Kuwait and most of the Gulf countries, depend mainly on desalted water from the sea for satisfying their fresh water needs. These countries are using the multi-stage flash (MSF) desalting system, as the `work horse' for their water production. This system is less efficient in energy consumption as compared to the reverse osmosis (RO) system. Moreover, large units based on the MSF system have to be combined with steam or gas turbines power plants for better utilization of steam supplied to the MSF units at moderately low temperature and pressure (as compared to steam produced by large steam generators). The value and the cost of the thermal energy supplied to the MSF desalting system depends on the method of supplying this energy. This steam can be supplied directly from a fuel operated boiler or heat recovery steam generator associated with a gas turbine. It can also be supplied from the exhaust of a steam back pressure turbine or bled from condensed extraction steam turbine at a pressure suitable for the desalting process. Any energy comparison should be based on simple criteria, either how much fuel energy is consumed to produce this energy or how much mechanical energy is needed per unit product. The energy consumed in the light of the practice used in most Gulf countries are discussed here. In this study, reference desalting and power plants are used for comparison purposes. This study shows that shifting from MSF desalting system to the RO system can save up to 66% of the fuel energy used to desalt seawater.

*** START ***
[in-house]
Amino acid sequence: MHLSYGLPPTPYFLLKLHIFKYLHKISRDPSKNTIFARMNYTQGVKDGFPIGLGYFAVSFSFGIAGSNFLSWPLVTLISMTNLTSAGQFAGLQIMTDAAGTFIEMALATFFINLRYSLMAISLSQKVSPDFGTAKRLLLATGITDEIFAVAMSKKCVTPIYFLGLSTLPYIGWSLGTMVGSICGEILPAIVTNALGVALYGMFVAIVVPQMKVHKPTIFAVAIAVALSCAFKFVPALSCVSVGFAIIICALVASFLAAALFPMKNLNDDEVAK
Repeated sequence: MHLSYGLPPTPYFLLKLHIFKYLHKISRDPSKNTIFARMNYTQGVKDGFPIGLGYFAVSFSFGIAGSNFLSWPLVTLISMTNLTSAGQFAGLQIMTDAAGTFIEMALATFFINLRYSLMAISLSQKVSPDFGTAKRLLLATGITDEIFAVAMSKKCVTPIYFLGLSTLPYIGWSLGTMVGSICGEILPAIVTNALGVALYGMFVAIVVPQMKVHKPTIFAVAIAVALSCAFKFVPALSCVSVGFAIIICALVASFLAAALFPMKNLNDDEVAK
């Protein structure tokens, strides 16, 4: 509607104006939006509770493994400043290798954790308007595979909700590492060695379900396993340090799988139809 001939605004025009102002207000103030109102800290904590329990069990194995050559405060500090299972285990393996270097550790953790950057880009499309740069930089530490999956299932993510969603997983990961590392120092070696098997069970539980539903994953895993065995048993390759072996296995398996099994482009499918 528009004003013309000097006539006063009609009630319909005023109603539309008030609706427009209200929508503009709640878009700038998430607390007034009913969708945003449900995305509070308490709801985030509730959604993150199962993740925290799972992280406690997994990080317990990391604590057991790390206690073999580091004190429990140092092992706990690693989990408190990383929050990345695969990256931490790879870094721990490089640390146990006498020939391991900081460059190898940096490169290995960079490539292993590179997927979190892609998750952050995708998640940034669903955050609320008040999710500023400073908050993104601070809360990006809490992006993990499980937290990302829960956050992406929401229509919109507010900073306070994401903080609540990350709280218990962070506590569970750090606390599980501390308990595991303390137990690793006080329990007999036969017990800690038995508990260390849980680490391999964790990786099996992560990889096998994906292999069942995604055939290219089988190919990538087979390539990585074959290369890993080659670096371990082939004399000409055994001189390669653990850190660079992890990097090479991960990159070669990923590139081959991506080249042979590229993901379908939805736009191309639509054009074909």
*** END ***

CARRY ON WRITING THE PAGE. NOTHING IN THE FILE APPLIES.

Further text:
ASJC Scopus subject areas
- Energy Engineering and Power Technology
- Industrial and Manufacturing Engineering